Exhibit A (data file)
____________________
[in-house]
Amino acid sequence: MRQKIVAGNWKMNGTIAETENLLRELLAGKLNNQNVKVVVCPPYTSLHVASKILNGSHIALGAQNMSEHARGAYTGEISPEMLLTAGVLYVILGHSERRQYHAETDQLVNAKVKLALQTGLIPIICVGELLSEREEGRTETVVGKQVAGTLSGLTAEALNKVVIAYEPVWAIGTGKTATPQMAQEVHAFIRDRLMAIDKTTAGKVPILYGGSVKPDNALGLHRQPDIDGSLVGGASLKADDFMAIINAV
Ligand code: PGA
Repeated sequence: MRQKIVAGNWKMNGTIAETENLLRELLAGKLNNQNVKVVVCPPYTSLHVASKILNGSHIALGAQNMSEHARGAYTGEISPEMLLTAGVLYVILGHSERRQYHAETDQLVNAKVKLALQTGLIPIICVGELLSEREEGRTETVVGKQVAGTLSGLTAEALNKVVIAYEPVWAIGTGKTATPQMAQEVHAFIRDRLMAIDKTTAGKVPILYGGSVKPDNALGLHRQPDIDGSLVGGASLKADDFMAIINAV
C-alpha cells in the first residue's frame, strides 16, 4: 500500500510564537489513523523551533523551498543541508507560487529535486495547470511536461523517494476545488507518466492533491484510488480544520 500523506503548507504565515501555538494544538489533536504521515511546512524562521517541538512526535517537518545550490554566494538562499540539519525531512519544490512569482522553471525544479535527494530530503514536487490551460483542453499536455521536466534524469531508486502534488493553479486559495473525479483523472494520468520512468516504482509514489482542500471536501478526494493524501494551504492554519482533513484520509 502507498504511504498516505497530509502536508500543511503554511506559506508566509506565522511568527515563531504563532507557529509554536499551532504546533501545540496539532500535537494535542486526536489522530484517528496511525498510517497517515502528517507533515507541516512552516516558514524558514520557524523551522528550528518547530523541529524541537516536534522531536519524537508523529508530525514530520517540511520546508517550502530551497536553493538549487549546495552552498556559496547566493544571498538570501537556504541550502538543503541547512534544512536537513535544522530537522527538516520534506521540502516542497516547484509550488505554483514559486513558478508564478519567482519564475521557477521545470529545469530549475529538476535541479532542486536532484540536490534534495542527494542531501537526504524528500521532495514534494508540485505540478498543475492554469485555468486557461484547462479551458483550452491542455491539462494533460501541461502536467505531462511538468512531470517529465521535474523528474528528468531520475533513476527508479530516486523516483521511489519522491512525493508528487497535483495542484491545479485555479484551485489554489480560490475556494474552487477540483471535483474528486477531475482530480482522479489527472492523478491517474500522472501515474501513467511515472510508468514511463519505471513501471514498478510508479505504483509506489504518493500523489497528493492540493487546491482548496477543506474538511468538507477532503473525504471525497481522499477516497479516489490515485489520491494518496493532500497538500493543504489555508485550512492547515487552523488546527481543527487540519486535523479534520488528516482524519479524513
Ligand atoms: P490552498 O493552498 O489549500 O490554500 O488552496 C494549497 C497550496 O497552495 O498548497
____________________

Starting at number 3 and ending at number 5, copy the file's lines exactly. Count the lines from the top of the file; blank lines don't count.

Ligand code: PGA
Repeated sequence: MRQKIVAGNWKMNGTIAETENLLRELLAGKLNNQNVKVVVCPPYTSLHVASKILNGSHIALGAQNMSEHARGAYTGEISPEMLLTAGVLYVILGHSERRQYHAETDQLVNAKVKLALQTGLIPIICVGELLSEREEGRTETVVGKQVAGTLSGLTAEALNKVVIAYEPVWAIGTGKTATPQMAQEVHAFIRDRLMAIDKTTAGKVPILYGGSVKPDNALGLHRQPDIDGSLVGGASLKADDFMAIINAV
C-alpha cells in the first residue's frame, strides 16, 4: 500500500510564537489513523523551533523551498543541508507560487529535486495547470511536461523517494476545488507518466492533491484510488480544520 500523506503548507504565515501555538494544538489533536504521515511546512524562521517541538512526535517537518545550490554566494538562499540539519525531512519544490512569482522553471525544479535527494530530503514536487490551460483542453499536455521536466534524469531508486502534488493553479486559495473525479483523472494520468520512468516504482509514489482542500471536501478526494493524501494551504492554519482533513484520509 502507498504511504498516505497530509502536508500543511503554511506559506508566509506565522511568527515563531504563532507557529509554536499551532504546533501545540496539532500535537494535542486526536489522530484517528496511525498510517497517515502528517507533515507541516512552516516558514524558514520557524523551522528550528518547530523541529524541537516536534522531536519524537508523529508530525514530520517540511520546508517550502530551497536553493538549487549546495552552498556559496547566493544571498538570501537556504541550502538543503541547512534544512536537513535544522530537522527538516520534506521540502516542497516547484509550488505554483514559486513558478508564478519567482519564475521557477521545470529545469530549475529538476535541479532542486536532484540536490534534495542527494542531501537526504524528500521532495514534494508540485505540478498543475492554469485555468486557461484547462479551458483550452491542455491539462494533460501541461502536467505531462511538468512531470517529465521535474523528474528528468531520475533513476527508479530516486523516483521511489519522491512525493508528487497535483495542484491545479485555479484551485489554489480560490475556494474552487477540483471535483474528486477531475482530480482522479489527472492523478491517474500522472501515474501513467511515472510508468514511463519505471513501471514498478510508479505504483509506489504518493500523489497528493492540493487546491482548496477543506474538511468538507477532503473525504471525497481522499477516497479516489490515485489520491494518496493532500497538500493543504489555508485550512492547515487552523488546527481543527487540519486535523479534520488528516482524519479524513